The External Affairs Ministry quoted Rajapaksa as saying Sri Lanka looks forward to sharing experiences in areas of collective interest, including rural development, youth empowerment and people-centred socio-economic growth within the Commonwealth family.Commonwealth Secretary-General Kamalesh Sharma said that CHOGM brings together leaders representing around a quarter of the world’s countries, and a third of the world’s population.“CHOGM is an opportunity for Commonwealth leaders to work on common approaches to the national and global challenges of our times, to find paths to peace and prosperity for all, and to deliberate on how this exceptional organisation can continue to serve the world better,” the External Affairs Ministry quoted the Secretary-General as saying. He said that the Commonwealth unites governments and people around practical action on shared values and principles, mutually supporting one another in a spirit of goodwill and cooperation. Canadian Prime Minister Stephen Harper has already threatened to withdraw from CHOGM in Sri Lanka next year over alleged human rights abuses. The government today expressed confidence that the Commonwealth Heads of Government Meeting (CHOGM) to be held in Colombo next year will go ahead smoothly.President Mahinda Rajapaksa said Sri Lanka looks forward to welcoming all Commonwealth leaders and delegates to the country for the summit. Rajapaksa and Commonwealth Secretary-General Kamalesh Sharma on Friday announced that the next CHOGM will be held in Colombo from 15 to 17 November 2013. CHOGM is held every two years and is the Commonwealth’s highest consultative and policy-making body. Commonwealth leaders agreed on Sri Lanka as the 2013 host for the meeting when they met in Port of Spain, Trinidad and Tobago, in 2009. They reaffirmed this decision at the 2011 CHOGM in Perth, Australia.“As a committed member of the Commonwealth family, Sri Lanka is pleased to be hosting CHOGM. The Commonwealth shares a strong commitment to the twin pillars of democracy and development. We look forward to welcoming all Commonwealth leaders and delegates to our country for what I am confident will be a successful and mutually beneficial summit in true Commonwealth spirit,” Rajapaksa said.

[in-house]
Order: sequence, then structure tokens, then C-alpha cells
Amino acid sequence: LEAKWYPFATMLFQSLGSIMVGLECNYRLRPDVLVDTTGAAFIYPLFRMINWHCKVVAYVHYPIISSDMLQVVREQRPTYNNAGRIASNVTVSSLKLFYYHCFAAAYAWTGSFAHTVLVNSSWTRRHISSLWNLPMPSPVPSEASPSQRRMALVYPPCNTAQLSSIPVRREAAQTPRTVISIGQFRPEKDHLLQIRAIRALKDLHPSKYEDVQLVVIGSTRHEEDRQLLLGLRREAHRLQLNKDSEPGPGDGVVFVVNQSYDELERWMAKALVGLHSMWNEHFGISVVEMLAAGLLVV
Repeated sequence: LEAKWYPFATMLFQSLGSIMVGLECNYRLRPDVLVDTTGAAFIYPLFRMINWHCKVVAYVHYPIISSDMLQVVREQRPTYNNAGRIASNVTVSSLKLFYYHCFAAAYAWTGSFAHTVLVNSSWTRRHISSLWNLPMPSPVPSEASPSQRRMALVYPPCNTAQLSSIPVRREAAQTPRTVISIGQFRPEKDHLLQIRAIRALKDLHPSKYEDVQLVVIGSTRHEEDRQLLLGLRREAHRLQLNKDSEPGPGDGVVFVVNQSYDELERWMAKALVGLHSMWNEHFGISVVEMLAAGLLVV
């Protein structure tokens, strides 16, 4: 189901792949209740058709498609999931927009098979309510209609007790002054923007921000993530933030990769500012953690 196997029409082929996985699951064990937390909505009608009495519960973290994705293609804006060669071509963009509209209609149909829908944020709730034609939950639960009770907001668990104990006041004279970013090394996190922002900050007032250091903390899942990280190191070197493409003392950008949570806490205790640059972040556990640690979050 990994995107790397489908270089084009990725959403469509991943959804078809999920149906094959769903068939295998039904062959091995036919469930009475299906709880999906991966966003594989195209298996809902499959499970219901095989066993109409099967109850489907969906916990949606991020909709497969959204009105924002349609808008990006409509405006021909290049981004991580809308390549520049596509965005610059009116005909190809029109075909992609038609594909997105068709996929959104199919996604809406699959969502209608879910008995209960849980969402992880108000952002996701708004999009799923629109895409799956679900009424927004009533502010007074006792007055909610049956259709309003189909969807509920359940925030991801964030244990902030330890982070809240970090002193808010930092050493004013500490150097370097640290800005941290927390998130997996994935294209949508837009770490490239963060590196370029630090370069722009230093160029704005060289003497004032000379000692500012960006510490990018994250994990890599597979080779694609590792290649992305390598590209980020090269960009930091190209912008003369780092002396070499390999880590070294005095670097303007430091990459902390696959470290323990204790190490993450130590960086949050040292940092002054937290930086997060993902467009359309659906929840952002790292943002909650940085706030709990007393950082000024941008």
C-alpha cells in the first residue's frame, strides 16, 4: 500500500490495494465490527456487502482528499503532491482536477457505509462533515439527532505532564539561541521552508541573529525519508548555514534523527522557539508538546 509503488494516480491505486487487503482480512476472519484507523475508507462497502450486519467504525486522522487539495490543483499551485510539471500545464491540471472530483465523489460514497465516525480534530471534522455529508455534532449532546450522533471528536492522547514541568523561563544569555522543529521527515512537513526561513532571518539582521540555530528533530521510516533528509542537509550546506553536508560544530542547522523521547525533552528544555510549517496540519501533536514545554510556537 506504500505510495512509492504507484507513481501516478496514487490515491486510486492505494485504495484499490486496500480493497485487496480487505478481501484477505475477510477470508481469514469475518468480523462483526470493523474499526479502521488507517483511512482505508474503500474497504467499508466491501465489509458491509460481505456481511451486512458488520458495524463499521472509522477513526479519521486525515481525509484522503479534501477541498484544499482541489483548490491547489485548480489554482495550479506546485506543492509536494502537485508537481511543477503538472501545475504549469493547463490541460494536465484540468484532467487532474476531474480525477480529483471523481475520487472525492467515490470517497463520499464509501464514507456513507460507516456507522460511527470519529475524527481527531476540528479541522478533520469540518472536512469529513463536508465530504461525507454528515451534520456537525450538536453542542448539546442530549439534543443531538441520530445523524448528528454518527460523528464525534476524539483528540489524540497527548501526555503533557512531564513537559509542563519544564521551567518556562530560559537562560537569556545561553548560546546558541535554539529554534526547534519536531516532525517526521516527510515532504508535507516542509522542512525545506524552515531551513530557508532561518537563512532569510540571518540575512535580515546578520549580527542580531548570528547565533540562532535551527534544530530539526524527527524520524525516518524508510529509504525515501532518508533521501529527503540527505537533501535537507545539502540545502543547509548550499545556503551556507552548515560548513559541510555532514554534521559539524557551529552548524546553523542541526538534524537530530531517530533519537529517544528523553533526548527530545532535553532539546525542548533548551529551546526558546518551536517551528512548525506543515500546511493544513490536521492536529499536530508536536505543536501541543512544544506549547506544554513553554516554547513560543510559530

Among those who perished were seven boys aged between three and 10, and four girls between two-three years old.Based on accounts from survivors, the UN International Organization for Migration (IOM) reported that there were approximately 60 refugees from the minority Muslim Rohingya community aboard the 20-metre wooden vessel with a normal capacity of 20 when it left Myanmar under cover of darkness – hoping avoid patrols there as well as in Bangladesh.The vessel was headed for Shahporir Dwip, an island at the southern tip of Bangladesh, about 78 kilometres south of Cox’s Bazar, when it foundered at Golar Para Char when the fisherman at the helm lost control and ran aground.According to survivors, the fleeing Rohingya had paid the fisherman the equivalent of $30 a head for what should have been a short sea journey, IOM said.About three hours after the boat initiated its journey from Dongkhalir Char in Buthidaung Township (north Rakhine province, Myanmar) Bangladesh Coast Guard were alerted of the disaster and launched a rescue mission.Like many of the most recent arrivals in Bangladesh, the refugees caught up in last night’s tragedy came from villages well inside Myanmar, they told IOM staff that they walked for eleven days before reaching the coast.However, even after crossing in Bangladesh, the conditions remain extremely challenging for the refuges – having to in the open or under makeshift tents and shelters using polythene, tarpaulin or pieces of cloth, with limited food, water and sanitation facilities.This latest tragedy follows on another mass drowning on September 28, when a fishing boat carrying refugees capsized near the same area, killing 23 people.As of 7 October, 519,000 Rohingya refugees have arrived in Bangladesh, including 467,800 identified by IOM assessments in the Cox’s Bazar area.In other news, the World Health Organization (WHO) and its partners announced the rollout of a vaccination campaign – the second largest of its kind ever – in Cox’s Bazar beginning tomorrow. They aim to deliver cholera vaccinations to 650,000 people initially, followed by a second round to 250,000 children between the ages of one and five.